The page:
BIOMEDICAL RESEARCH NEWS, AND ARTICLES
Collagen type I used in wearable edgeless skin constructs – a new era of skin bioengineering!
With their recent publication, Pappalardo et al challenged the conventional paradigm in skin bioengineering by generating, characterizing and assessing the use of wearable edgeless skin constructs (WESCs). In this study, three different construct designs were created, demonstrating enhanced resemblance to physiological conditions, not only from the morphological and microanatomical aspect, but also from mechanical, biocompatibility and vascularization aspect.
One of their constructs resembled the human hand anatomy and was therefore characterised as a ‘glove’ scaffold.
Collagen-based dermal suspension
Collagen type I solution was used for making the bioengineered dermis layer of their construct. In particular, Fibroblasts + Collagen Type I (3 mg/mL) suspension was used at final 250 x 103 cells/mL concentration. This dermis suspension was casted in a 3D bio-printed mold made of polydimethylsiloxane (PDMS) material. The design characteristics for the bioprinting were obtained via 3D laser scanning and computer modelling. After several days of dermis remodelling, human primary keratinocytes were injected and cultured in EPI medium for up to 7 days. Cornification and terminal keratinocyte differentiation was achieved through ALI culturing. The mold was then removed for the 3D scaffold to be used in downstream applications.
Besides validating the continuity of their scaffold, the authors also characterized macroanatomcial features via immunostaining of the dermis – epidermis layers, fibral alignment, gene expression, rupture strength. The study results indicated that the generated ECM and cellular architecture had enhanced properties compared to the conventional dermal constructs (made in traswells and 3D culturing).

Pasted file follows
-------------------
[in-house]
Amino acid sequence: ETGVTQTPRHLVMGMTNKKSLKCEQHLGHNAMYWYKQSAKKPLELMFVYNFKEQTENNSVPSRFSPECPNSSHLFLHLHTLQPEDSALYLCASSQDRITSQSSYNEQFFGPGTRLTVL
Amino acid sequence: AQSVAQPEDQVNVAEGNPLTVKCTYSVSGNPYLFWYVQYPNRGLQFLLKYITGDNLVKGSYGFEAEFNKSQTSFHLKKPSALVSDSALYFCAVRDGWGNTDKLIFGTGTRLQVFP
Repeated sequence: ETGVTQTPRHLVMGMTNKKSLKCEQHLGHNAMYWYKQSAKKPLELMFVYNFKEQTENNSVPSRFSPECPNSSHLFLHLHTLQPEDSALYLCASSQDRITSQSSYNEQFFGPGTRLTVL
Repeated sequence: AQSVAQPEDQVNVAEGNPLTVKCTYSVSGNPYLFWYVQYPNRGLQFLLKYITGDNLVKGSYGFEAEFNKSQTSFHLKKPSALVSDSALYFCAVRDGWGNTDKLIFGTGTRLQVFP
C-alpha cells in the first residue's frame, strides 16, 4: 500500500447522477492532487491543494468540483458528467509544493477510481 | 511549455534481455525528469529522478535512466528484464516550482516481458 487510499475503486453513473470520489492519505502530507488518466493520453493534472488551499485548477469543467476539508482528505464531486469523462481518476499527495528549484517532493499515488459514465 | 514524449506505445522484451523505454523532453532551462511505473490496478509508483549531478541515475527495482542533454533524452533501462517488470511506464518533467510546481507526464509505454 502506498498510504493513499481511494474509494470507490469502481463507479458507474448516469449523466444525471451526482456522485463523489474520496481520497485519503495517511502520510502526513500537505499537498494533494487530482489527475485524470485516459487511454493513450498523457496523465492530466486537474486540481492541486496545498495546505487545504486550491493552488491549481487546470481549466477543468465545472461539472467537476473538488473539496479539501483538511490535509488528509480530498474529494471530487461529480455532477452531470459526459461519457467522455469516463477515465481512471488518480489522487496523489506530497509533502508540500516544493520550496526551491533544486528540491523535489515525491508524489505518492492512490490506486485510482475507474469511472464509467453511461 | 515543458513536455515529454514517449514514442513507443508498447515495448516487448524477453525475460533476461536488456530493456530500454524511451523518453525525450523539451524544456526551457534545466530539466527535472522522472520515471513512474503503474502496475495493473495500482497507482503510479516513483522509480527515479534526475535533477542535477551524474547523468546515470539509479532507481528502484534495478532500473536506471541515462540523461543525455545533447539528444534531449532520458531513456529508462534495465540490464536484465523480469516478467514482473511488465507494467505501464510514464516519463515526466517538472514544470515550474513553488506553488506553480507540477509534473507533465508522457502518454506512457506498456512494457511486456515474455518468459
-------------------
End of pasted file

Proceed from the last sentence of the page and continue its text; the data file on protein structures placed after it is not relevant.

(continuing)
Through a number of assays, the authors demonstrated the full coverage of the WESC, functional permeability, cellular architecture and fibrous architecture, as well as the enhanced uniaxial tention & rupture stress compared to conventional constructs. Basal membrane protein expression and keratinocyte attachment were also found to be significantly enhanced as well, while the mechanical properties of the WESC were measured to conform to those of the human skin. Additionally, the edgeless constructs (hindlimbs – WHS) were perfused with endothelial cells resulting in successful vascularization.
As a final application in this study, surgery was performed to mice hindlimb. The grafting of the WHS construct to mice resulted in a quick (10 min or less) and seamless surgical procedure. The scaffold was integrated into the mouse tissue achieving a short recovery time, improved wound care, while the animals reacquired full functionality 4 weeks after surgery.
Their work is an example of the new era of wound care skin scaffolds that are providing full coverage of complex designs as single customized wearable pieces. This really promising and exciting application showcases the potential of this technology, which is made possible by high quality collagen scaffolds.
Here at Promed Bioscience, we offer quality collagen products that can contribute to the fabrication of such complex scaffold designs. Porcine-derived atelocollagen Type I closely matches its human tissue analog and is intrinsically low in immunogenicity and high in biocompatibility while retaining the physical and mechanical properties (such as tensile strength and elasticity) of the native protein